U.S. House Majority Leader Kevin McCarthy wants to repeal the Affordable Care Act first and replace it sometime later. That doesn’t sit well with Victoria Barton, who lives in McCarthy’s rural California district.
“It’s like they dangled the carrot and now they’re taking it away,” said Barton, 38, of Bakersfield, an unpaid photographer and stay-at-home mother of two.
Barton and her husband, a contract computer technician, had been uninsured for most of their adult lives until Obamacare expanded Medicaid and they were finally able to qualify for the low-income health program. This year, California’s version of Medicaid, known as Medi-Cal, paid for surgery to remedy Barton’s long-standing carpal tunnel syndrome.
When McCarthy returns later this month to his Congressional district, a mostly agricultural region in California’s Central Valley including the city of Bakersfield and Edwards Air Force Base, he will likely face many confused and frustrated constituents.
Two counties represented by the Republican leader are among the most heavily dependent on Medi-Cal in the state. Roughly half of residents are covered by the program, which added about 212,000 enrollees after Obamacare took effect.
Nearly 29,000 residents have purchased health plans through Covered California, the state’s insurance exchange, with coverage heavily subsidized by the federal government.
Some of those who favor the law, or rely on it, see a conflict between McCarthy’s stated goals as a national leader and the needs of so many of his constituents.
“Those comments he made [about repeal] just demonstrate how disconnected he is from the people he’s supposed to be representing,” said Edgar Aguilar, program manager for Community Health Initiative of Kern County, an organization that helps enroll residents in Medi-Cal and Covered California in Bakersfield.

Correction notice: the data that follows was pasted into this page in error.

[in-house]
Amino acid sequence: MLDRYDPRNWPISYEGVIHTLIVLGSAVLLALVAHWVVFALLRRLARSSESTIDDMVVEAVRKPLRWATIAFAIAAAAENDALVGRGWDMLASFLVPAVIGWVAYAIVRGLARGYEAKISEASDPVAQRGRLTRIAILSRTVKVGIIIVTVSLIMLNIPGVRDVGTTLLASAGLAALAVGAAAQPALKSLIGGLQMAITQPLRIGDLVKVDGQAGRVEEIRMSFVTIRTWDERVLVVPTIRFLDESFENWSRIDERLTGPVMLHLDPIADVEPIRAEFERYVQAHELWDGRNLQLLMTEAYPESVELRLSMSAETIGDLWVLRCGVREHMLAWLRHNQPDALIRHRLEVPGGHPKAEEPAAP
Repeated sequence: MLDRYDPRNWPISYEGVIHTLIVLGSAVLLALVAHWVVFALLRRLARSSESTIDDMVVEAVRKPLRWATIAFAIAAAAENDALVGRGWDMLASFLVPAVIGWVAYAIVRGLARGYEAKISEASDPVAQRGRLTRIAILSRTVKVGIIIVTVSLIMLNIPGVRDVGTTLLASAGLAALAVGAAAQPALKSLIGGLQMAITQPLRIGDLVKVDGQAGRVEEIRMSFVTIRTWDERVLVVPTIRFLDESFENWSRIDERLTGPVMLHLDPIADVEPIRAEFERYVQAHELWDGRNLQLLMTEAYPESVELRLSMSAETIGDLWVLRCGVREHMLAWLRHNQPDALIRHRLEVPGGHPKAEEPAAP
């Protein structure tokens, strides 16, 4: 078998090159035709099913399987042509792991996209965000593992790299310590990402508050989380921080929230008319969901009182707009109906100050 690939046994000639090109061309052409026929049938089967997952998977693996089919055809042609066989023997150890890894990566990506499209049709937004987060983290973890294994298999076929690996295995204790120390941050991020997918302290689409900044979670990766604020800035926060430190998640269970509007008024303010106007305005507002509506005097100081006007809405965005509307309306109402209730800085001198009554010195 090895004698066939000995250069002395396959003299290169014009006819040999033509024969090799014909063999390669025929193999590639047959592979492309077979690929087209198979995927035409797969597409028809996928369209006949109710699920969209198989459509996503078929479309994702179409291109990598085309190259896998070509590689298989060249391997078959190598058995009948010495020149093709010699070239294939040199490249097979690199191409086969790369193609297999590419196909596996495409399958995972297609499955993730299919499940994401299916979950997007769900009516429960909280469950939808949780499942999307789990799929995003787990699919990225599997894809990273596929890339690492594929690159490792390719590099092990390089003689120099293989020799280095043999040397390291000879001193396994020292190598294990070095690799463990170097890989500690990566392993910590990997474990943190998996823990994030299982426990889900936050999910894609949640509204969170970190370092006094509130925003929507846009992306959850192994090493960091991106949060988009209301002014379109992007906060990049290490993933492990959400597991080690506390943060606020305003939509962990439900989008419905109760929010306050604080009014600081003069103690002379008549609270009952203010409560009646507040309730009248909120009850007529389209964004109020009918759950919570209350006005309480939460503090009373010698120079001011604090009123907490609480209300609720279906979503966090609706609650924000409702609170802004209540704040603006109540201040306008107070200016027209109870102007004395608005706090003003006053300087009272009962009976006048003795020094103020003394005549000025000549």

McCarthy’s staff in Washington, D.C., said they were not available to comment.
The complexities of killing Obamacare are laid bare in the 23rd Congressional district that McCarthy represents, highlighting what other Republican politicians from less affluent areas may face.
On one hand, the district is considered a safe Republican haven — McCarthy easily defeated his Democratic challenger in November, winning about 70 percent of the vote. More than half of Kern and Tulare voters chose President-elect Donald Trump, and some of McCarthy’s constituents vocally support his promise to get rid of Obamacare.
On the other hand, constituents like Barton worry about the consequences of repealing the health law without an immediate replacement. They fear losing all or part of their health coverage, or losing jobs in the health care industry.
Unemployment in Kern and Tulare counties runs between nine and nearly 11 percent, twice as high as the state average. About a quarter of residents live in poverty, according to U.S. Census data.
With Obamacare, “we’ve made this gigantic step … and then suddenly to just take it away without any rational plan in place seems totally irresponsible,” says Bill Phelps, chief of program services at Clinica Sierra Vista, a network of health care clinics serving 200,000 patients.
“They’re playing chess with the American population,” said Phelps.
Since the Affordable Care Act was signed in 2010, the health care network where Phelps works has hired more than 100 employees and opened at least four new health centers, although some clinics were planned beforehand. A repeal of the Medi-Cal expansion may require the clinic system to shed some nursing and case management jobs, clinic officials said.